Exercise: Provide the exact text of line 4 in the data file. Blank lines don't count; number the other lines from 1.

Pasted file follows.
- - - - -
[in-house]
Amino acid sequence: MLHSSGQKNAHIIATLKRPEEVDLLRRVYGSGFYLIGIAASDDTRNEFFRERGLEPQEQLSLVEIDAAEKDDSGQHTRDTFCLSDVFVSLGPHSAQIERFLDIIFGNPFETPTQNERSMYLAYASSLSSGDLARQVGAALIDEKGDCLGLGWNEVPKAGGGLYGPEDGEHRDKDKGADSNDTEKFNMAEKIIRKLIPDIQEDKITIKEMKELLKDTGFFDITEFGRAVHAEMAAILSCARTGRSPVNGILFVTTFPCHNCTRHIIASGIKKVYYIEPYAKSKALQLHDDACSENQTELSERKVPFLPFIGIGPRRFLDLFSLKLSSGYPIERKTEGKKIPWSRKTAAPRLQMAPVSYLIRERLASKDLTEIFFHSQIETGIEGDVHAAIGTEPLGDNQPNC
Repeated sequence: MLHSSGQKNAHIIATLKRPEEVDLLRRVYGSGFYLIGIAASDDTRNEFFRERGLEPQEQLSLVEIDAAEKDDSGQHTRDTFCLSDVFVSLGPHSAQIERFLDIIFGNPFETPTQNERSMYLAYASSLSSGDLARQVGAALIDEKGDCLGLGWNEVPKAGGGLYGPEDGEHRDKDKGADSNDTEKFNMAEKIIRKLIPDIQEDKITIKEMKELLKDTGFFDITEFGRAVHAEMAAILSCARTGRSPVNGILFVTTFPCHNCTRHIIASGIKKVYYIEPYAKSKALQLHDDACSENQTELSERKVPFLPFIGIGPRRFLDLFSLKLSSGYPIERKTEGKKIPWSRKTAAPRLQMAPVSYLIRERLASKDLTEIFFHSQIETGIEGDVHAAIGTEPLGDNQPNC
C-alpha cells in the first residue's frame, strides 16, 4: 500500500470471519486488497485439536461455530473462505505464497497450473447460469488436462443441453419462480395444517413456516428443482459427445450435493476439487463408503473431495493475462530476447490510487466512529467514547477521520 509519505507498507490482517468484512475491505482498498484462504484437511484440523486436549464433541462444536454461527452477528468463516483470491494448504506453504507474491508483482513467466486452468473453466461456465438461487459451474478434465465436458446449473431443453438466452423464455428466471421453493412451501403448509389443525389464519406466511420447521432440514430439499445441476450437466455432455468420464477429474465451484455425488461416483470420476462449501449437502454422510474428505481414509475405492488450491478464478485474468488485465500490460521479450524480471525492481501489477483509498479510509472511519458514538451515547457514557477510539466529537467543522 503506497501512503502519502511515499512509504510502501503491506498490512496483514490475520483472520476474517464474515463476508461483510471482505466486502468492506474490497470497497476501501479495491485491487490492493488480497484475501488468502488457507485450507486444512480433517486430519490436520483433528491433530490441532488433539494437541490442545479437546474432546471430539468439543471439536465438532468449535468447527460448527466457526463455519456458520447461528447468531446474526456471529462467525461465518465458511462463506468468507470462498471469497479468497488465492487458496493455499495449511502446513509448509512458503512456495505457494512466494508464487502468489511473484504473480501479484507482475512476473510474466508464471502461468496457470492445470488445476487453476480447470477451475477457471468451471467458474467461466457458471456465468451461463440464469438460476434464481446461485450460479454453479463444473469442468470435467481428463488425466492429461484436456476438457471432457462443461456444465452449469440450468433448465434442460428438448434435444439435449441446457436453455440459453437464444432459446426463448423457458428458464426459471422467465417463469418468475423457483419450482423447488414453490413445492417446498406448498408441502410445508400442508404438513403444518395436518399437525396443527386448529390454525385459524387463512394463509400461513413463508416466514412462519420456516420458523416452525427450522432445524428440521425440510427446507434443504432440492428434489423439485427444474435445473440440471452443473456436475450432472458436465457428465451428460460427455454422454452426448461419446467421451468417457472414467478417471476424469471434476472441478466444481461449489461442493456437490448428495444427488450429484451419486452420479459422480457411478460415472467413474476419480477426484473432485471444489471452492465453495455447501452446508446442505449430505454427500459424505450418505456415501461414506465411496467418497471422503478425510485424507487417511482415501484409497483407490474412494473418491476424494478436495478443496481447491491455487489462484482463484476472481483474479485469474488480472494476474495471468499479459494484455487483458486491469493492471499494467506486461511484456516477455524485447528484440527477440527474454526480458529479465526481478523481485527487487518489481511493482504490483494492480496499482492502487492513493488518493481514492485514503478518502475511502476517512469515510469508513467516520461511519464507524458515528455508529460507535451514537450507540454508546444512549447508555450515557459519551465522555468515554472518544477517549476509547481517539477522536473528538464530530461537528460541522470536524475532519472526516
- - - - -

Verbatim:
C-alpha cells in the first residue's frame, strides 16, 4: 500500500470471519486488497485439536461455530473462505505464497497450473447460469488436462443441453419462480395444517413456516428443482459427445450435493476439487463408503473431495493475462530476447490510487466512529467514547477521520 509519505507498507490482517468484512475491505482498498484462504484437511484440523486436549464433541462444536454461527452477528468463516483470491494448504506453504507474491508483482513467466486452468473453466461456465438461487459451474478434465465436458446449473431443453438466452423464455428466471421453493412451501403448509389443525389464519406466511420447521432440514430439499445441476450437466455432455468420464477429474465451484455425488461416483470420476462449501449437502454422510474428505481414509475405492488450491478464478485474468488485465500490460521479450524480471525492481501489477483509498479510509472511519458514538451515547457514557477510539466529537467543522 503506497501512503502519502511515499512509504510502501503491506498490512496483514490475520483472520476474517464474515463476508461483510471482505466486502468492506474490497470497497476501501479495491485491487490492493488480497484475501488468502488457507485450507486444512480433517486430519490436520483433528491433530490441532488433539494437541490442545479437546474432546471430539468439543471439536465438532468449535468447527460448527466457526463455519456458520447461528447468531446474526456471529462467525461465518465458511462463506468468507470462498471469497479468497488465492487458496493455499495449511502446513509448509512458503512456495505457494512466494508464487502468489511473484504473480501479484507482475512476473510474466508464471502461468496457470492445470488445476487453476480447470477451475477457471468451471467458474467461466457458471456465468451461463440464469438460476434464481446461485450460479454453479463444473469442468470435467481428463488425466492429461484436456476438457471432457462443461456444465452449469440450468433448465434442460428438448434435444439435449441446457436453455440459453437464444432459446426463448423457458428458464426459471422467465417463469418468475423457483419450482423447488414453490413445492417446498406448498408441502410445508400442508404438513403444518395436518399437525396443527386448529390454525385459524387463512394463509400461513413463508416466514412462519420456516420458523416452525427450522432445524428440521425440510427446507434443504432440492428434489423439485427444474435445473440440471452443473456436475450432472458436465457428465451428460460427455454422454452426448461419446467421451468417457472414467478417471476424469471434476472441478466444481461449489461442493456437490448428495444427488450429484451419486452420479459422480457411478460415472467413474476419480477426484473432485471444489471452492465453495455447501452446508446442505449430505454427500459424505450418505456415501461414506465411496467418497471422503478425510485424507487417511482415501484409497483407490474412494473418491476424494478436495478443496481447491491455487489462484482463484476472481483474479485469474488480472494476474495471468499479459494484455487483458486491469493492471499494467506486461511484456516477455524485447528484440527477440527474454526480458529479465526481478523481485527487487518489481511493482504490483494492480496499482492502487492513493488518493481514492485514503478518502475511502476517512469515510469508513467516520461511519464507524458515528455508529460507535451514537450507540454508546444512549447508555450515557459519551465522555468515554472518544477517549476509547481517539477522536473528538464530530461537528460541522470536524475532519472526516